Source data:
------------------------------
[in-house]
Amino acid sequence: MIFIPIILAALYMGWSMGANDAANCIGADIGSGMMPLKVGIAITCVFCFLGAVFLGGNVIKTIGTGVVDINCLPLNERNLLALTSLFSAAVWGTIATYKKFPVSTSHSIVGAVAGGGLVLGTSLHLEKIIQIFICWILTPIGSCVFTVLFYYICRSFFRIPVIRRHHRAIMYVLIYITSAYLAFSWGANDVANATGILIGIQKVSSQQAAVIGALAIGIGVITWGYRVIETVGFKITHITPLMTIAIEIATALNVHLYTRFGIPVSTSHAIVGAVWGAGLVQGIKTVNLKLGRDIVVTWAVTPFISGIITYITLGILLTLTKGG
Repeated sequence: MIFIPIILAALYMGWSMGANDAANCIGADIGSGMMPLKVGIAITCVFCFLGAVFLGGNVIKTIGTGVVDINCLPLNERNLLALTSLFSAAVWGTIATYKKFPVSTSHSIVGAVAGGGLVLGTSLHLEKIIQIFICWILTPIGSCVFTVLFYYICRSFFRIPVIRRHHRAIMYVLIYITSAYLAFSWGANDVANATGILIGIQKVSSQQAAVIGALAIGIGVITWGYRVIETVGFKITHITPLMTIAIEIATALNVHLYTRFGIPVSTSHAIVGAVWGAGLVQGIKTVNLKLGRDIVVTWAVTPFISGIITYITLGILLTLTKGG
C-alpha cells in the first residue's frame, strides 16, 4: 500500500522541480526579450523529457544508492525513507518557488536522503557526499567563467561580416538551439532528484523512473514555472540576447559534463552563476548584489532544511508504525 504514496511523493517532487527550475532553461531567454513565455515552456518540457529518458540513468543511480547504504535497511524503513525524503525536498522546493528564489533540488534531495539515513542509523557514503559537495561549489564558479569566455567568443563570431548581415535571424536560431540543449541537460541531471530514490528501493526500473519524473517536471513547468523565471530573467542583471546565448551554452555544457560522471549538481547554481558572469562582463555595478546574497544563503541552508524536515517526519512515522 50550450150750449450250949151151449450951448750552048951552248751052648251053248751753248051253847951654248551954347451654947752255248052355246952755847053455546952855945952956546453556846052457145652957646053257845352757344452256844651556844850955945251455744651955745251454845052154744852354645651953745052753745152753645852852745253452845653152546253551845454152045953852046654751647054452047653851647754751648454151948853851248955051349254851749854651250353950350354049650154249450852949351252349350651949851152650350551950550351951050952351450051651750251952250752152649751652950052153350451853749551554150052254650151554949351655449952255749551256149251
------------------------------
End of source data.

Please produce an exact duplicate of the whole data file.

[in-house]
Amino acid sequence: MIFIPIILAALYMGWSMGANDAANCIGADIGSGMMPLKVGIAITCVFCFLGAVFLGGNVIKTIGTGVVDINCLPLNERNLLALTSLFSAAVWGTIATYKKFPVSTSHSIVGAVAGGGLVLGTSLHLEKIIQIFICWILTPIGSCVFTVLFYYICRSFFRIPVIRRHHRAIMYVLIYITSAYLAFSWGANDVANATGILIGIQKVSSQQAAVIGALAIGIGVITWGYRVIETVGFKITHITPLMTIAIEIATALNVHLYTRFGIPVSTSHAIVGAVWGAGLVQGIKTVNLKLGRDIVVTWAVTPFISGIITYITLGILLTLTKGG
Repeated sequence: MIFIPIILAALYMGWSMGANDAANCIGADIGSGMMPLKVGIAITCVFCFLGAVFLGGNVIKTIGTGVVDINCLPLNERNLLALTSLFSAAVWGTIATYKKFPVSTSHSIVGAVAGGGLVLGTSLHLEKIIQIFICWILTPIGSCVFTVLFYYICRSFFRIPVIRRHHRAIMYVLIYITSAYLAFSWGANDVANATGILIGIQKVSSQQAAVIGALAIGIGVITWGYRVIETVGFKITHITPLMTIAIEIATALNVHLYTRFGIPVSTSHAIVGAVWGAGLVQGIKTVNLKLGRDIVVTWAVTPFISGIITYITLGILLTLTKGG
C-alpha cells in the first residue's frame, strides 16, 4: 500500500522541480526579450523529457544508492525513507518557488536522503557526499567563467561580416538551439532528484523512473514555472540576447559534463552563476548584489532544511508504525 504514496511523493517532487527550475532553461531567454513565455515552456518540457529518458540513468543511480547504504535497511524503513525524503525536498522546493528564489533540488534531495539515513542509523557514503559537495561549489564558479569566455567568443563570431548581415535571424536560431540543449541537460541531471530514490528501493526500473519524473517536471513547468523565471530573467542583471546565448551554452555544457560522471549538481547554481558572469562582463555595478546574497544563503541552508524536515517526519512515522 50550450150750449450250949151151449450951448750552048951552248751052648251053248751753248051253847951654248551954347451654947752255248052355246952755847053455546952855945952956546453556846052457145652957646053257845352757344452256844651556844850955945251455744651955745251454845052154744852354645651953745052753745152753645852852745253452845653152546253551845454152045953852046654751647054452047653851647754751648454151948853851248955051349254851749854651250353950350354049650154249450852949351252349350651949851152650350551950550351951050952351450051651750251952250752152649751652950052153350451853749551554150052254650151554949351655449952255749551256149251